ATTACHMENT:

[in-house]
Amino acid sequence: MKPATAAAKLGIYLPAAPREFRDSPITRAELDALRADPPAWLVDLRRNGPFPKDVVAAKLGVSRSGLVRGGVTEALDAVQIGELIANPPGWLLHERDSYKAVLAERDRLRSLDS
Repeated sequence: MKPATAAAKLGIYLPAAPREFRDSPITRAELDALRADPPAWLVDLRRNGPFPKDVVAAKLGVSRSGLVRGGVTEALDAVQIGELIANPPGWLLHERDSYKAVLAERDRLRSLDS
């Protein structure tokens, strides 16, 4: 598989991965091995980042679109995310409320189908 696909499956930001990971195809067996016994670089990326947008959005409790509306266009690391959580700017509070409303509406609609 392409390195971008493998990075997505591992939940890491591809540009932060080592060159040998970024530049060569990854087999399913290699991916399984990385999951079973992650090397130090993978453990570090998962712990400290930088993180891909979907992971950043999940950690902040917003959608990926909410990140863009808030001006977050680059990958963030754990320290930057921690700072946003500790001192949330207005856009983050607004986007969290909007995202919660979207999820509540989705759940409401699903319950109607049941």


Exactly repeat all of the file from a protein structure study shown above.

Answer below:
[in-house]
Amino acid sequence: MKPATAAAKLGIYLPAAPREFRDSPITRAELDALRADPPAWLVDLRRNGPFPKDVVAAKLGVSRSGLVRGGVTEALDAVQIGELIANPPGWLLHERDSYKAVLAERDRLRSLDS
Repeated sequence: MKPATAAAKLGIYLPAAPREFRDSPITRAELDALRADPPAWLVDLRRNGPFPKDVVAAKLGVSRSGLVRGGVTEALDAVQIGELIANPPGWLLHERDSYKAVLAERDRLRSLDS
């Protein structure tokens, strides 16, 4: 598989991965091995980042679109995310409320189908 696909499956930001990971195809067996016994670089990326947008959005409790509306266009690391959580700017509070409303509406609609 392409390195971008493998990075997505591992939940890491591809540009932060080592060159040998970024530049060569990854087999399913290699991916399984990385999951079973992650090397130090993978453990570090998962712990400290930088993180891909979907992971950043999940950690902040917003959608990926909410990140863009808030001006977050680059990958963030754990320290930057921690700072946003500790001192949330207005856009983050607004986007969290909007995202919660979207999820509540989705759940409401699903319950109607049941």